Limited math skills no longer a barrier to JumpStart
by Matt Stubbs
At the Job Opportunities Task Force we take a lot of pride in our JumpStart program, a construction training course designed to improve the skills and employability of Baltimoreans who lack the necessary abilities to land high-wage jobs. Each year dozens of residents graduate from the program, but we’ve recently realized there are significant numbers of people who are not afforded this opportunity because they lack basic math skills and cannot pass our screening exam.
JumpStart and JOTF were founded on a principle of providing access to workforce opportunities and we realized that keeping potentially great JumpStart students out of the program due to a poor math score does not align with that belief. In hopes of giving access to people who would otherwise be turned away from our classes, we created the Bridge program, a refresher math session. Bridge has helped 13 students graduate from JumpStart since we began offering the two-night class earlier this year. Another 10 students are currently going through the JumpStart training.
Once an applicant is invited to join the Bridge class, there is no guarantee that they will move on to the JumpStart classes. Only Bridge class graduates who have good attendance, express a strong work ethic, and demonstrate a real grasp of the math skills can continue on to JumpStart. So far, students have met that standard and exceeded our expectation for success. The graduation rate for Bridge students has reached 80 percent, paralleling our typical JumpStart completion rates. We also found that the 13 Bridge students who graduated passed a math test given by Associated Builders and Contractors at a rate equivalent to that of traditional JumpStart students. The success of these Bridge students leads us to believe that many of our applicants have the capacity to learn or re-learn important math concepts.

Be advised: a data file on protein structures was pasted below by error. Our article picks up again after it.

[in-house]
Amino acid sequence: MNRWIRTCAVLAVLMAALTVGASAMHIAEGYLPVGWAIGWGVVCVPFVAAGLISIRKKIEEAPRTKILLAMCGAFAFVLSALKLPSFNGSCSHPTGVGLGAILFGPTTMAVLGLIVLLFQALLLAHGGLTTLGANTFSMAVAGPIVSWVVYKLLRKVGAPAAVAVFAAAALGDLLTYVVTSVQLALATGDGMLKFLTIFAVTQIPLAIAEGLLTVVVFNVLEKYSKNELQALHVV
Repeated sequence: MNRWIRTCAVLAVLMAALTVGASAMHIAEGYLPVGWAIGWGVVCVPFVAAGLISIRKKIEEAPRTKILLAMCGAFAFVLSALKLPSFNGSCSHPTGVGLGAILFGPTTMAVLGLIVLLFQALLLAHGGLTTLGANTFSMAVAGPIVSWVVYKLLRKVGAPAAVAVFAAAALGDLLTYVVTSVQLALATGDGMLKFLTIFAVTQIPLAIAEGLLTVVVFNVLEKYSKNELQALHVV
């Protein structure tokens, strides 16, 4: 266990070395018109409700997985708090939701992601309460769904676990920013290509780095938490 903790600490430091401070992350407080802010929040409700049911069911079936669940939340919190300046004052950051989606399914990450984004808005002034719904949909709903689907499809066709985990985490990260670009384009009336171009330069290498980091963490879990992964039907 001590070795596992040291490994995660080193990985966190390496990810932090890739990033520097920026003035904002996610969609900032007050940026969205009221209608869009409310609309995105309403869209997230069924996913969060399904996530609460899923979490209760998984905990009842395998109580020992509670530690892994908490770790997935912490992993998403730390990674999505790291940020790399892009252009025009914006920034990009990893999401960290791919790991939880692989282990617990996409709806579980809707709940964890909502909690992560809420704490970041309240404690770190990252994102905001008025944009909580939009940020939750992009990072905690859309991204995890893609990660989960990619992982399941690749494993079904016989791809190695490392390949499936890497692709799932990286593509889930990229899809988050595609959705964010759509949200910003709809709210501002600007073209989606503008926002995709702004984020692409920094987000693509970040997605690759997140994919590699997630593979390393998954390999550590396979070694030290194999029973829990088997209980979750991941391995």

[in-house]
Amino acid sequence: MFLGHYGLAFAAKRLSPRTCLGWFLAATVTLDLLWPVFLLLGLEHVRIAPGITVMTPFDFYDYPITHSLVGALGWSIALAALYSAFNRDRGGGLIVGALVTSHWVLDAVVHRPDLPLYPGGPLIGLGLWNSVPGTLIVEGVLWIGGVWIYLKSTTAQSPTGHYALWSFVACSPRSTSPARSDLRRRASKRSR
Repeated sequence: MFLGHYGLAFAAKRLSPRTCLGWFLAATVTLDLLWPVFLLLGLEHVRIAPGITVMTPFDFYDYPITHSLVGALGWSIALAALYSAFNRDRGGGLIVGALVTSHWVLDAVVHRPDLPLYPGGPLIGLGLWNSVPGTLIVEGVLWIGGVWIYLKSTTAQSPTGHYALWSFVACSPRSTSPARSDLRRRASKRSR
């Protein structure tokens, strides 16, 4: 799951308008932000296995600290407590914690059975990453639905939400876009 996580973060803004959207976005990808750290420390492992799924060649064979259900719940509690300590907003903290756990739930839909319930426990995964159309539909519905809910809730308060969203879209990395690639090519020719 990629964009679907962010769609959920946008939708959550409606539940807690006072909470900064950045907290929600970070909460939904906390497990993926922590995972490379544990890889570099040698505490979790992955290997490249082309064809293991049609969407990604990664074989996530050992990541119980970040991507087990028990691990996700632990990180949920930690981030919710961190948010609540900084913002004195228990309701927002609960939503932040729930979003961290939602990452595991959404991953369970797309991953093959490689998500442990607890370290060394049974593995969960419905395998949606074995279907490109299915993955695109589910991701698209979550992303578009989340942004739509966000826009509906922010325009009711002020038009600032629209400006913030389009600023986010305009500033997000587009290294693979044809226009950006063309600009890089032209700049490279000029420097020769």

Continued success in the Bridge program could lay the groundwork for Baltimoreans to gain access to a variety of training opportunities beyond JumpStart, ultimately leading them to employment and a sustainable income. If the Bridge program continues to perform well it will send an important message to people who run training programs and prospective employers who will see that many talented applicants are being passed over simply because they do not remember basic elements of math. It is our hope that the Bridge and JumpStart relationship will be a model for other organizations and companies who are committed to bringing new employment opportunities to Baltimore.